New Zealand suspension of travel from India questioned amid fears of racist backlash
Community leaders have questioned the New Zealand government’s decision to temporarily close the border to people travelling from India, and say they fear the move could prompt racism and stigma.
“The question of ‘Why India?’ must be asked, and a clear answer should be given,” said Sunil Kaushal, president of the Waitakere Indian Association. He asked why the ruling applied only to India, when other nations including the United States, Brazil, France and the UK had also experienced soaring infection rates, especially when compared per-capita.
The prime minister, Jacinda Ardern, on Thursday announced that New Zealand would temporarily suspend entry for all travellers from India, including its own citizens, for two weeks from 11 April after recording a high number of positive Covid-19 cases from the country arriving at the border.
On Thursday, New Zealand also announced that another border worker had been infected with Covid-19. There was no indication so far that his infection was linked to a case from India. While the vast majority of New Zealand’s frontline border workers have had at least one dose of vaccine, this worker had not.
Covid-19 response minister Chris Hipkins told The AM show that 100% of Defence Force border workers had been vaccinated, and that police and aviation security staff were at around 95%. But he said contracted staff at managed isolation facilities – such as Thursday’s worker, who was a security guard – were taking longer. “That’s a process that takes a little bit of time,” he said.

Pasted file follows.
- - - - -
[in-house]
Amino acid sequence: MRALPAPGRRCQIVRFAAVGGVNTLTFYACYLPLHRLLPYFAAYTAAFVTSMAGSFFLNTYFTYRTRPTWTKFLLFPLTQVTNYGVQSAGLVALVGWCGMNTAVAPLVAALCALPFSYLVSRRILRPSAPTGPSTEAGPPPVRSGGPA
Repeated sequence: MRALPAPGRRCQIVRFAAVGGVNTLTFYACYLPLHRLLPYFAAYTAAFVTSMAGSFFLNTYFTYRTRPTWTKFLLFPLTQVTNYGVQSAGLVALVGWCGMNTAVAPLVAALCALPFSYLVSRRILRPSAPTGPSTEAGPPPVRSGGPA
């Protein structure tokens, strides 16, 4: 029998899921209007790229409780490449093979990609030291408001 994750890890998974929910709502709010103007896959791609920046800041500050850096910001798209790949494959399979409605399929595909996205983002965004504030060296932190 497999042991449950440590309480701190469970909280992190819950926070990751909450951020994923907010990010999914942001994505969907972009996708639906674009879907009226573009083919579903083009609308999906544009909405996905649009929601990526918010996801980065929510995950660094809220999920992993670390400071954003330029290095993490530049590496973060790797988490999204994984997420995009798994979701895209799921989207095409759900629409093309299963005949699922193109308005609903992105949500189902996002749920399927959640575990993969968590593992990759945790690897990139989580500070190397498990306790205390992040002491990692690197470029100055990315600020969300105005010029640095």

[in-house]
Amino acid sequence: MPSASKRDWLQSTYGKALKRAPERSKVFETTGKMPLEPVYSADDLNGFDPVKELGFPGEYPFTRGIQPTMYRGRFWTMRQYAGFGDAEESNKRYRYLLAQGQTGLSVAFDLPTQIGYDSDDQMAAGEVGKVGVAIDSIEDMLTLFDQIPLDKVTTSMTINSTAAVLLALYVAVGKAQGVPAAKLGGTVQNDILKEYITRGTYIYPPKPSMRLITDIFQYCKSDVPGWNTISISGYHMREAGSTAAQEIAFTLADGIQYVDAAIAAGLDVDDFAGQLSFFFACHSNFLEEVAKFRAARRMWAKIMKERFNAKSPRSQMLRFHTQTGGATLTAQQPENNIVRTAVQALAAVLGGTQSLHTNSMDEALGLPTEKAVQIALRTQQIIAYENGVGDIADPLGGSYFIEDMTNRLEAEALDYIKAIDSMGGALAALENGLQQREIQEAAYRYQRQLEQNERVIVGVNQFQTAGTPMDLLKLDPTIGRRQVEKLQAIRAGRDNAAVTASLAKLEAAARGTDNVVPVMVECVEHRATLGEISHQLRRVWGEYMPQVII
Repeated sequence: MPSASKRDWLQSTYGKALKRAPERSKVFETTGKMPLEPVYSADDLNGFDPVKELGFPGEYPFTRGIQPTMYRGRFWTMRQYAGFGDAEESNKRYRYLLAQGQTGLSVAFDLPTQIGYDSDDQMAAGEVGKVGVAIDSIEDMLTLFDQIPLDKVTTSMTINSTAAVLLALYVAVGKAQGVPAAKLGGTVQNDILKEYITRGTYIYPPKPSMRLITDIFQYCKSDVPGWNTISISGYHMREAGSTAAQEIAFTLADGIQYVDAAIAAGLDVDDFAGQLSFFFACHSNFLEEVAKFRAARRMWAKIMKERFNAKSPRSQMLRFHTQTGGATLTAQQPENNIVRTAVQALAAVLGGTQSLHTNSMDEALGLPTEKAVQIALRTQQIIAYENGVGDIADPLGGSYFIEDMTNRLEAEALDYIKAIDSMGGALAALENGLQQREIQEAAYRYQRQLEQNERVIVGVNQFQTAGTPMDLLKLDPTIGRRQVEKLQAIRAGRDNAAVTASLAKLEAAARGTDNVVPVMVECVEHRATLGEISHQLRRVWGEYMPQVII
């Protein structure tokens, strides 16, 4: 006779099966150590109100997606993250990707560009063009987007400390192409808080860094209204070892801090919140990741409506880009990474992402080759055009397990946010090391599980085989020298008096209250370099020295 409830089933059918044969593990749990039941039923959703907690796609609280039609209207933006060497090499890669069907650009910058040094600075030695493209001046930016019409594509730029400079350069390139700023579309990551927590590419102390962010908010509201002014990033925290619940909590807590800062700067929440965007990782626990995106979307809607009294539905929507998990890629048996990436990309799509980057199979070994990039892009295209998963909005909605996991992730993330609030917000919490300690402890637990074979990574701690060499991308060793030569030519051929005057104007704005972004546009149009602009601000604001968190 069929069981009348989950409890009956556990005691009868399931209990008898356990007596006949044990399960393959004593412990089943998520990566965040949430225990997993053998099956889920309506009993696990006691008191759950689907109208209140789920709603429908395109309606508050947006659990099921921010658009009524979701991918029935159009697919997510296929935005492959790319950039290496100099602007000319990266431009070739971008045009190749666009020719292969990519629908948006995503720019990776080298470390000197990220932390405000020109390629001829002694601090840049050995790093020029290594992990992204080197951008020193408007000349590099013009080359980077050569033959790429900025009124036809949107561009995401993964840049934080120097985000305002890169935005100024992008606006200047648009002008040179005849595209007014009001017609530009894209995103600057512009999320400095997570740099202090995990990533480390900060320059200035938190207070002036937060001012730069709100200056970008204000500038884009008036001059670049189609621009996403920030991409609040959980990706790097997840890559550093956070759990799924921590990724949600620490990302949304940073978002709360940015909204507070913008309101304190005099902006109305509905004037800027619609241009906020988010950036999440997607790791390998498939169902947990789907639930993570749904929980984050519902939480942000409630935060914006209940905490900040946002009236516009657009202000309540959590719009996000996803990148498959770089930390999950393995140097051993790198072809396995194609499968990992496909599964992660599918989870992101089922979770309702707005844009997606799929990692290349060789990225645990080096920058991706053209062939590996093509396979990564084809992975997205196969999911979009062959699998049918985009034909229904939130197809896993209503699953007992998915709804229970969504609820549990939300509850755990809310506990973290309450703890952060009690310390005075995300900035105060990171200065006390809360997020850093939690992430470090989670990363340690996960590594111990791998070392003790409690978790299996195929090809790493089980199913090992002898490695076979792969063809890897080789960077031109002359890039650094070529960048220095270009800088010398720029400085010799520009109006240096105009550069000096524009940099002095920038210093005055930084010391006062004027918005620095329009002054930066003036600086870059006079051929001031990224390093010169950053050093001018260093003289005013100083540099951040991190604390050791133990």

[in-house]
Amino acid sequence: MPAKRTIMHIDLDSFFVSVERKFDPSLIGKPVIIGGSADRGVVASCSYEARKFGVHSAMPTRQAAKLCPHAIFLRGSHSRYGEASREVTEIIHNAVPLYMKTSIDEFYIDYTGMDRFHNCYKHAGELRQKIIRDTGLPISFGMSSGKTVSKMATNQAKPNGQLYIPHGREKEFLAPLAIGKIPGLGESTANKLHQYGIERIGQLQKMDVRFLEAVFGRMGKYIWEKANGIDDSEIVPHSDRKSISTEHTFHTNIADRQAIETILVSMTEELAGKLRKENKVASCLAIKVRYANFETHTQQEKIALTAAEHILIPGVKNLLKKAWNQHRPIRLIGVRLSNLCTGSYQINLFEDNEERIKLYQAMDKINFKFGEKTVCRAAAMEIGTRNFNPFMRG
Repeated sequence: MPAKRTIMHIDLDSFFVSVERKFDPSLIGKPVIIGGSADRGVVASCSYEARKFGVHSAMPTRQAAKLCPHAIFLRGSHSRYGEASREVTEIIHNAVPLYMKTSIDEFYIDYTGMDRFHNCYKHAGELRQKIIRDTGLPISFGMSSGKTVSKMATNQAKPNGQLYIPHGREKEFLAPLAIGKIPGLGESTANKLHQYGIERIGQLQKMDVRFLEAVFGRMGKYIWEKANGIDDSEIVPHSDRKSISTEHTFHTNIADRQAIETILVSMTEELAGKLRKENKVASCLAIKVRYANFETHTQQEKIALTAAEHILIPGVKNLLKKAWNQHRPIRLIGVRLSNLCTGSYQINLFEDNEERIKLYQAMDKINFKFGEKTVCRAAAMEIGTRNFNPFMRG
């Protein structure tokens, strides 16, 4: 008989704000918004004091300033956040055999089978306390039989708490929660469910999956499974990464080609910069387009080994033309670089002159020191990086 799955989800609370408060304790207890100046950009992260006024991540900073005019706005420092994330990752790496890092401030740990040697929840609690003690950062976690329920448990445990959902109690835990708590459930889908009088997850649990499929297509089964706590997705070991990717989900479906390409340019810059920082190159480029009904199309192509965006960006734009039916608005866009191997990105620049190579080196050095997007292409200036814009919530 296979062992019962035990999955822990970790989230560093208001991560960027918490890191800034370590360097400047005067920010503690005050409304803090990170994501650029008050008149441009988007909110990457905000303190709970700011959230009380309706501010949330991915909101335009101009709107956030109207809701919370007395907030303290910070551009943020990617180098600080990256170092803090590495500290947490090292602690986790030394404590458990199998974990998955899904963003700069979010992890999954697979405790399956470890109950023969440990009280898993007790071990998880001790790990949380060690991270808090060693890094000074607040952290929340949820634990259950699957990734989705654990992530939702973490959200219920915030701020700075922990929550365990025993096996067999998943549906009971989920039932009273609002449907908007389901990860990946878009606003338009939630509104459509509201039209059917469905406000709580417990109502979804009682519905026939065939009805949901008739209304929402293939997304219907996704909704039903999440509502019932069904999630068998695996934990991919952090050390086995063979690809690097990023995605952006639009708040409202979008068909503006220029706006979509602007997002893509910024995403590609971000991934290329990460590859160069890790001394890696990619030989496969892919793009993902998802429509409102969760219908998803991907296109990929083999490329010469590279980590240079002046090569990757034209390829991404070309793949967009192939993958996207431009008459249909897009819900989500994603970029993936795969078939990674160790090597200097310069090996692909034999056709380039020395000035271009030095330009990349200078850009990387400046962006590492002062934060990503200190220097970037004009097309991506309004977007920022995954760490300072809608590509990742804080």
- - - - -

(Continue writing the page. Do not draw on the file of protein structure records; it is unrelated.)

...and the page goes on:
New Zealand has recorded 23 new positive coronavirus cases at its border facilities as of Thursday, of which 17 were from India. India is battling a huge wave of coronavirus infections, even as it carries out record numbers of vaccinations. This week it reported 115,000 fresh infections in 24 hours, the highest single-day total anywhere in the world.
Ardern said on Friday that more than 60 passengers coming into the country from India had tested positive over the past two weeks. “If that number of people from any country were coming in with Covid that would give us cause to pause and look at mitigation to reduce that risk, so this is not country-specific, this is about the cases we are seeing currently from that region,” she said.
“It’s quite shocking, to be honest,” said Mandeep Bela, of the Indian Workers Association. “Since Covid started, we were told that New Zealand cannot shut its borders to its citizens, regardless of where they are, how many cases there are – they cannot stop them coming back to the country.” He said the move means New Zealand citizens in India had been “left stateless”.
Bela also raised concerns that the singling out of India could prompt a racist backlash or stigmatise New Zealanders of Indian descent. “A lot of people have that fear that they will be targeted,” Bela said.
Kaushal shared those concerns, and said he had already observed racist comments being made. “It’s already started – look at the social media streams, listen to talkback radio,” he said. “We are Kiwis. Will we always be treated as second-class citizens?”